St. Augustine of Hippo on Loving God Late

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Late have I loved You. O Beauty ever ancient, ever new, late have I loved you! You were within me but I was outside, and it was there that I searched for you. In my unloveliness I plunged into the lovely things which you created. You were with me, but I was not with you. Created things kept me from you; yet if they had not been in you they would have not been at all. You called, you shouted, and you broke through my deafness. You flashed, you shone, and you dispelled my blindness. You breathed your fragrance on me; I drew in breath and now I pant for you. I have tasted you, now I hunger and thirst for more. You touched me, and I burned for your peace.

– St. Augustine of Hippo

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Rev. Herbert H. J. Crees on Critical Thinking

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You may have heard it said that Catholics are not allowed to think for themselves; you may even believe it. And as long as you can believe things like that you will remain safely out of reach of any appeal which the Catholic Church could make to your reason. But someone ought to warn you that if you are beginning to think for yourself, you won’t be able to believe it much longer. Your mind, becoming more critical with exercise, will reject this along with a number of other quaint superstitions. Another point you should consider seriously is this: you may be the kind of person who, having once begun to think about a subject, continues to do so logically until he arrives at certain definite conclusions. This phenomenon today is comparatively rare; but if you are that kind of person you will probably accept these conclusions, even though they turn your former opinions upside down, and change your whole outlook. Finally you may decide that these conclusions you have formed are so important that you cannot ignore them, and that you must do something about them. This is one of the penalties of real thinking: and it is a penalty that a man or woman is prepared to face who wishes to live a life which is really human and not just vegetable. If ever you get as far as this in thinking about the Catholic Church, then you will be in very real danger of becoming a Catholic.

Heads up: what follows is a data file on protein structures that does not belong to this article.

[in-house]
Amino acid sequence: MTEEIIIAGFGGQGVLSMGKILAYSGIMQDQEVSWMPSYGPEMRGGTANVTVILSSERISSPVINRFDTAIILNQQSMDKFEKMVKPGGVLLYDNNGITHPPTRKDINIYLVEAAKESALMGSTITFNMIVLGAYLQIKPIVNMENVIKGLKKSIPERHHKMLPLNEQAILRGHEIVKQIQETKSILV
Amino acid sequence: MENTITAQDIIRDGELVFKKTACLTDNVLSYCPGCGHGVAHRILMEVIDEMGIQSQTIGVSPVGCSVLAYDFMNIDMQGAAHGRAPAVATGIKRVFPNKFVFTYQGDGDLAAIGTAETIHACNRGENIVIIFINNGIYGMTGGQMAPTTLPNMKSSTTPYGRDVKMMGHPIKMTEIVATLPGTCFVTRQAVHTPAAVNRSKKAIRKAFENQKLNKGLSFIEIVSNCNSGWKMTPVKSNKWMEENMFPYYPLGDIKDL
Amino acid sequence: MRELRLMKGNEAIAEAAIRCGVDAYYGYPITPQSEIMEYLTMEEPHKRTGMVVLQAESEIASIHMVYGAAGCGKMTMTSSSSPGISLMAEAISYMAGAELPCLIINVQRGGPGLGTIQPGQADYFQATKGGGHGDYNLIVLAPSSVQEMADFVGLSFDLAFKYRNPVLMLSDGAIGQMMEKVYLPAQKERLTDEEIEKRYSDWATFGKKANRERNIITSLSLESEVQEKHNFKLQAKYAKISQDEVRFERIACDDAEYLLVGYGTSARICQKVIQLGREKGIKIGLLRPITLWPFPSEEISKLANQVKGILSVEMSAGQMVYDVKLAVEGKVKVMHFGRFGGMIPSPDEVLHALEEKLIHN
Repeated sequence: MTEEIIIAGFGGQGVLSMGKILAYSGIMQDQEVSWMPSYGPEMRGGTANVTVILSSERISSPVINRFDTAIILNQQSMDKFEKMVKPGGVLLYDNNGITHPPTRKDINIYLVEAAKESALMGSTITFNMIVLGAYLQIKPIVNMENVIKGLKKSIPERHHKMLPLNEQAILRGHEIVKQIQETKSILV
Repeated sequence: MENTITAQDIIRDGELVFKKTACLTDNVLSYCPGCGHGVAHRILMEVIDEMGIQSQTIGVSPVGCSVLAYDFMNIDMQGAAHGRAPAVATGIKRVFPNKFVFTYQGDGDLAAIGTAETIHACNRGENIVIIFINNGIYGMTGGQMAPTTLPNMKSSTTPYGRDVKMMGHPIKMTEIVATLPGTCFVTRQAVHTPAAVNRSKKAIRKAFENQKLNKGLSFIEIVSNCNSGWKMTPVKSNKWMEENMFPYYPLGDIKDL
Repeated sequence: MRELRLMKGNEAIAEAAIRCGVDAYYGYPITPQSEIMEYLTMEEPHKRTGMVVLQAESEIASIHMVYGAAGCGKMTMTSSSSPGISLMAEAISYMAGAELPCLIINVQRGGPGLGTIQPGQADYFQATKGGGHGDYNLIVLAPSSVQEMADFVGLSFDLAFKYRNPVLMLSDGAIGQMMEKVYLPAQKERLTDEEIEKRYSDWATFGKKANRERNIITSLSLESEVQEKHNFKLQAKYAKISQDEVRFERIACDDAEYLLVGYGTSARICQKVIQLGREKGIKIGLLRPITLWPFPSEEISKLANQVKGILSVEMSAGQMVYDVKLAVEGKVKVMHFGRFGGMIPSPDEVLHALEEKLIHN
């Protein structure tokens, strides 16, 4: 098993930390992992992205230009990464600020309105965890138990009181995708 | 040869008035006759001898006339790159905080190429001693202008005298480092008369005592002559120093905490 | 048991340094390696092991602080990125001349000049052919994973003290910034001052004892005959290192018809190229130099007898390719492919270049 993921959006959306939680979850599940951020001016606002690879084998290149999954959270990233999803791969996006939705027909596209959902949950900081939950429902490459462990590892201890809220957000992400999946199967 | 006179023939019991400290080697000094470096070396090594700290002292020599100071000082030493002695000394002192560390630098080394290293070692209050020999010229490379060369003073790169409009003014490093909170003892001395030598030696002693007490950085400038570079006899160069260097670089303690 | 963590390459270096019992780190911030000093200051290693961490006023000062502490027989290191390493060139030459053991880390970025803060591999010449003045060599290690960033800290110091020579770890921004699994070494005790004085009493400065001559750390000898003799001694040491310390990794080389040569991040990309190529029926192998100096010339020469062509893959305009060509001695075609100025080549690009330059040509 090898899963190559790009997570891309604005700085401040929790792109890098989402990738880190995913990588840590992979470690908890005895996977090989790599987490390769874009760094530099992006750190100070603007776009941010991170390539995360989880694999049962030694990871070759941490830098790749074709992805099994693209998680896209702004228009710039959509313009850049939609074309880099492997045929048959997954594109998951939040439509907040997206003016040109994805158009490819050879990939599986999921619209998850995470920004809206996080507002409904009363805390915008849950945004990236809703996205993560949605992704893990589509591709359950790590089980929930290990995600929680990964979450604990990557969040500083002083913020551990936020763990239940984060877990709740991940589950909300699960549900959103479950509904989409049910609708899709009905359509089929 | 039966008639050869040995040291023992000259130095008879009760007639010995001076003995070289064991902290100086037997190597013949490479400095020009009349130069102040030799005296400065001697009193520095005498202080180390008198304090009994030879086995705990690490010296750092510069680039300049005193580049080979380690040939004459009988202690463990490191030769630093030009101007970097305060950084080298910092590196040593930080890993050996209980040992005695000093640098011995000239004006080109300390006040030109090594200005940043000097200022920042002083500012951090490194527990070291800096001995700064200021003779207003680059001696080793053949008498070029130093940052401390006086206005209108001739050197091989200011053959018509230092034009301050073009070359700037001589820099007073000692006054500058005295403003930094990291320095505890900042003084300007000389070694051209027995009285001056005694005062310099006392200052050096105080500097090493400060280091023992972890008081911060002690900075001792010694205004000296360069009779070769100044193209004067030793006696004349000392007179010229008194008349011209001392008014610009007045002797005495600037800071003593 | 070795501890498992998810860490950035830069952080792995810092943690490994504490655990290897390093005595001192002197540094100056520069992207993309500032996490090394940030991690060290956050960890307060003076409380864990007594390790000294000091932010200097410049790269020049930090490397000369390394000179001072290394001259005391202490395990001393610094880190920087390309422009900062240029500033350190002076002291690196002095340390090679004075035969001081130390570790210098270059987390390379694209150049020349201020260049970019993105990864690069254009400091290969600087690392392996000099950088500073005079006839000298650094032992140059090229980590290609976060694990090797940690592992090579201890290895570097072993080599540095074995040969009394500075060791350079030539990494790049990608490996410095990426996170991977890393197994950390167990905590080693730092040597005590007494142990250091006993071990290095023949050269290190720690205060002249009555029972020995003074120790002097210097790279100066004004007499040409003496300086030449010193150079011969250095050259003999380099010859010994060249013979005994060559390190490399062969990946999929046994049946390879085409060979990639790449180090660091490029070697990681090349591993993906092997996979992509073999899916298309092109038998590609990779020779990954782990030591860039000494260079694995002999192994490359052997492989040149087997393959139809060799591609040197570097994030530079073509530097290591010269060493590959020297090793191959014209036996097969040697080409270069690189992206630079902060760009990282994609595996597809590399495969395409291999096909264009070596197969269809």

By Rev. Herbert H. J. Crees B.A. – To Start You Thinking

G.K. Chesterton on the Thoughtless Keeping of Christmas

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The great majority of people will go on observing forms that cannot be explained; they will keep Christmas Day with Christmas gifts and Christmas benedictions; they will continue to do it; and some day suddenly wake up and discover why.

G.K. Chesterton –  “On Christmas,” Generally Speaking

Peter Sean Bradley on Poor Catechesis and Lapsed Catholics

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When I find lapsed Catholics in other denominations, what strikes me is how ignorant they are of the faith that they rejected. I’ve been involved at times with Protestant groups, and when I have explained what Catholicism teaches, I get told by lapsed Catholics that they never heard any such thing. On the other hand, my experience with Protestant converts to Catholicism is that they are usually incredibly knowledgeable about their own prior tradition before they ever became Catholics. It’s a sad commentary on the status of catechesis after Vatican II.

Peter Sean Bradley – comment on Called to Communion

Anonymous on the Angst of Conversion

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The angst gets worse the closer to the head of the line you get, depending on the tradition(s) you were raised in, of course. Just be prepared. There is a spirit that will stop at nothing to keep you from receiving the Eucharist.

Anonymous

G.K. Chesterton on “why I am a Catholic”

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The difficulty of explaining “why I am a Catholic” is that there are ten thousand reasons all amounting to one reason: that Catholicism is true.

G.K. Chesterton

G.K. Chesterton on resisting and embracing the Catholic Church

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It is impossible to be just to the Catholic Church. The moment men cease to pull against it they feel a tug towards it. The moment they cease to shout it down they begin to listen to it with pleasure. The moment they try to be fair to it they begin to be fond of it. But when that affection has passed a certain point it begins to take on the tragic and menacing grandeur of a great love affair.

G.K. Chesterton